interim. i think rick feels the company is dramatically undervalued. they have 20,000 engineers that -- they have unbelievable brain power. and life lock turned out to be such a home run. i didn't think it would be but the consumer wants to be protected from identity and rick believes in the product. did you see something about conagra. >> i still believe in shawn connolly i'm not walking away from conagra. >> i love james bond too shawn connolly >> bond holds up the earliest ones. >> they hold up well they really do >> danie >> he's good he's filming one now he still looks good. >> he's good he's not that tall >> no. >> that's why one of the reasons i like him. >> one of the reasons i like him too. you can be a short bond. you know what, jim, you and i
spoke yesterday -- i have nothing to update necessarily, but i think it is still worth coming back to sprint and t-mobile and dish. got a lot of calls after my report yesterday about the d . j a doj and what it wants and the negotiating. if they get to the finish like as is hoped for by next week, in terms of a deal that the doj can sign off on, if the germans which controls t-mobile agree in terms of caps on the capacity use for the sharing agreement that well above 12.5%. and allowing them to have a strategic investor well above 5% if they get there, dish, that's going to be really interesting to see what that company is capable and whether it can execute on what will be an open field for it to really pursue 5g nationwide wireless, but it is going to be all about the execution. >> people are skeptical. >> they are. they are skeptical they'll be able to do it.
>> i know. >> even with -- they get the blessing of the doj, even with the push, the real push. >> yeah. i was actually quite surprised because i believe in charlie ergen, they can raise the capital. this guy can't be bet against. >> more about execution is what i ran into people wondering whether or not they really -- people, like, listen, he was the first out with sling with streaming and now look at it not doing well it is not doing well so they wonder can you find another john ledger the way deutsche tell did, to run your nationwide 5g wireless strategy i don't know. >> you need maybe -- do you think the previous ceo was sprint >> no. >> he's masa. >> would you want dan to do it >> he's the opposite of daniel craig. very tall. >> he's very tall. but i'm not sure you want him to do that. >> need to find a operator
john turned out to be a great operator talk to any rank and file. burlington store, i like in brooklyn, there they are selling, i say what do you think of john ledger think maybe catch him, talk about music. when john comes by to see us, it is so enlightening john is remarkable he's one of a kind >> he is >> you think all he does is talk to you about dumb and dumber. >> no. >> have you noticed that at&t has quietly been going up? >> i have. >> what do you make of that? >> i'm not sure. i'm still processing it. >> all right do you think more entertainment oriented than we thought randall stephenson turned out to be -- >> their ability to successfully execute on the strategy in terms of warner and streaming and hbo is something that has to be watched. their ability to actually generate ebitda growth is extremely important from the debt holder perspective, the dividend paying perspective and performance of the stock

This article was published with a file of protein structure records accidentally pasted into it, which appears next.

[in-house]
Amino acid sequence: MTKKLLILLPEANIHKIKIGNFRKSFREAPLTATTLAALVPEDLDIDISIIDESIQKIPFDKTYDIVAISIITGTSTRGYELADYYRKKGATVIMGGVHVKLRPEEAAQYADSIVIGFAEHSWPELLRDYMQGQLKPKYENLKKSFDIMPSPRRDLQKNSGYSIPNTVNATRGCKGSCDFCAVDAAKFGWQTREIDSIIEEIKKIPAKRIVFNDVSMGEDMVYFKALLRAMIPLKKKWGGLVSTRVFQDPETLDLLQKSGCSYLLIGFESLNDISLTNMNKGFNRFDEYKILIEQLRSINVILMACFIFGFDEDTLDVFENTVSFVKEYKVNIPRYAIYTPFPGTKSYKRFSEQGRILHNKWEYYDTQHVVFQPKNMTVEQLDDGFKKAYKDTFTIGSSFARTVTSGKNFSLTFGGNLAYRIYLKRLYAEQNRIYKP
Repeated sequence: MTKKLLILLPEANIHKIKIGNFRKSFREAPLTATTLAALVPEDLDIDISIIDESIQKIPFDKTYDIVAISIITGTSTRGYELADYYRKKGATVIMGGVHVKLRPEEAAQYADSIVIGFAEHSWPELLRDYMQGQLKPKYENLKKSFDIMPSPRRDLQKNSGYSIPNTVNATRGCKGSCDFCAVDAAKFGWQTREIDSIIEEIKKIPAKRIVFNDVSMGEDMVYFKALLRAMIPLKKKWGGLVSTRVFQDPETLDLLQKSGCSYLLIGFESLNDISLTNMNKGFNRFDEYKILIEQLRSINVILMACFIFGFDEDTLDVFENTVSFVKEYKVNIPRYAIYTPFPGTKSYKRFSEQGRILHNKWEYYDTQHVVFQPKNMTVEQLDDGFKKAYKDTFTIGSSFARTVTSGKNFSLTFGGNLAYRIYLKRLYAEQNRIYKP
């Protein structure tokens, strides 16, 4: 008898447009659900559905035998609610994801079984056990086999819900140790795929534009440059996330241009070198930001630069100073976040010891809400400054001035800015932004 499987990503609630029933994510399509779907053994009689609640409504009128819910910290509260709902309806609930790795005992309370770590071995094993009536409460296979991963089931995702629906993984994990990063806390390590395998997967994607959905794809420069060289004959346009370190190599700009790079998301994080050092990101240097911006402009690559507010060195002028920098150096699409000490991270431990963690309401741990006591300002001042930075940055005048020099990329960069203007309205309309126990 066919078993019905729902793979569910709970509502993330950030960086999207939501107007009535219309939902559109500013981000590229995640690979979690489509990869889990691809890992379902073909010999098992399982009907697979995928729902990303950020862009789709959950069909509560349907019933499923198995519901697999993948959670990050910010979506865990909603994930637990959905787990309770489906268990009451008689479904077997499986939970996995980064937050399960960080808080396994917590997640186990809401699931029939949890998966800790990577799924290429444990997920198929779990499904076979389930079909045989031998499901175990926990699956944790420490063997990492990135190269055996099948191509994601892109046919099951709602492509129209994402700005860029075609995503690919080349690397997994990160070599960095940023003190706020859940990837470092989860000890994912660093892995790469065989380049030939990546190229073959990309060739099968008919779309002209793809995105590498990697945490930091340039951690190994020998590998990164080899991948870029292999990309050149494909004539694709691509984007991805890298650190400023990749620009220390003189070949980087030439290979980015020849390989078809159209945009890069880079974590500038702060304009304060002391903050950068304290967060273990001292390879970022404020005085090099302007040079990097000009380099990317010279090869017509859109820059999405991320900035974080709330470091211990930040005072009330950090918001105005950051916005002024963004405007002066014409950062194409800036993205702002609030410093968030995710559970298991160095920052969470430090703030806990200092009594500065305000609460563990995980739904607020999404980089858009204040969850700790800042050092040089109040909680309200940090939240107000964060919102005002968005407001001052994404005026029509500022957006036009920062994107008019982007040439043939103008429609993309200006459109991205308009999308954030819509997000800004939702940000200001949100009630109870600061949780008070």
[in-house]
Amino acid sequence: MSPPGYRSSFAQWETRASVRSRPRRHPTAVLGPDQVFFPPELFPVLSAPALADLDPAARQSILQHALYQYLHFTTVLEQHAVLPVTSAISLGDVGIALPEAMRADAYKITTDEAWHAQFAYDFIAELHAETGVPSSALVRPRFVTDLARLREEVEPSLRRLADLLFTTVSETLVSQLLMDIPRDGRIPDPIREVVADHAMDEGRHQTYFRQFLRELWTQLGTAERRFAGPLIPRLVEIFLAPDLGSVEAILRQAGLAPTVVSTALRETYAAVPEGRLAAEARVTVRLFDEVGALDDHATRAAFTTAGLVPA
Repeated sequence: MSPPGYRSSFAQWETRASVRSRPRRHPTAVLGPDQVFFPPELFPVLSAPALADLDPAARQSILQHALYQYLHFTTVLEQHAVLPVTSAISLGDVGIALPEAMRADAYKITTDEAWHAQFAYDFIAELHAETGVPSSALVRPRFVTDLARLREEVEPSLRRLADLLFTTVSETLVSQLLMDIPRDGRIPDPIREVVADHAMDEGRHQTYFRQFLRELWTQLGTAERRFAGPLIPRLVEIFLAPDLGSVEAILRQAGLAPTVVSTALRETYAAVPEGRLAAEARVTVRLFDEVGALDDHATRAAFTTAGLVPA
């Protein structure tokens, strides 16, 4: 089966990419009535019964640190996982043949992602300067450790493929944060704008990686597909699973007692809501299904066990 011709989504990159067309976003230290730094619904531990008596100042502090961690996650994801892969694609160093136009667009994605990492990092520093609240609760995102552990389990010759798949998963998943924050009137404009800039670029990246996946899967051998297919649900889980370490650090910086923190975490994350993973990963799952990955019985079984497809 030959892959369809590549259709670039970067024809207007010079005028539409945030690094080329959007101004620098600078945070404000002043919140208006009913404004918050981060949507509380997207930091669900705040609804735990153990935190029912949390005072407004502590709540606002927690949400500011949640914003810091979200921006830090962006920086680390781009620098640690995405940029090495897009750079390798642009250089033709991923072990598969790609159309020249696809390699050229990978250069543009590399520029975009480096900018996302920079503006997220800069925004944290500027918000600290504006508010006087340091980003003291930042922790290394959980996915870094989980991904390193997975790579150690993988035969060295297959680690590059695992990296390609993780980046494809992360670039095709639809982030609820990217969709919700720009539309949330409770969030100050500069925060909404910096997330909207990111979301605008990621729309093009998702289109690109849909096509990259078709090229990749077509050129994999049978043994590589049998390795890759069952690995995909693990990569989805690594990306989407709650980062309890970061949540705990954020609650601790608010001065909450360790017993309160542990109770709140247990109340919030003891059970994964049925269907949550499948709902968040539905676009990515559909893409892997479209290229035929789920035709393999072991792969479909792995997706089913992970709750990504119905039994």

we'll see. i'm watching closely final thought here, though, before we get to seema mody on sprint and t-mo is the towers. that's going to go crazy >> american tower is so great. there were many short reports of this man, he came on -- over and over again, he came on the show, to argue with the shorts i love a ceo and i've got to tell you, there are very, very few, david, who take -- come on "mad money" and say the shorts are wrong ca faro and they came on and said the shorts were wrong most high. most high. >> i know. i know >> what is that? if you believe, come on. james mcnerney, they felt they couldn't build the dreamliner, he came on boeing, i said, are you confident? he said, yes i said, when next as soon as -- >> a $92 billion market.
>> why not why not? worldwide. it is not american should be american international tower. we have to move on i'm getting lite of hea inting >> we'll move over to seema mody on the floor more on what's moving this morning. >> we quietly hit another record high for the s&p 500, 2981 about 20 points away from breaking 3,000 a weaker dollar has been a big part of the story today and yesterday. today on the back of the lower private hiring data which did miss estimates ten year yield continues to trick lower. lowest since november of 2016. and while we have seen the shift into dividend paying sectors, consumer staples, utilities, real estate it worth noting the number of companies raising their dividends has declined in the second quarter 492 compared to the 573 we saw in the same quarter last year, down about 14% according to s&p global it comes as buybacks are also on the decline.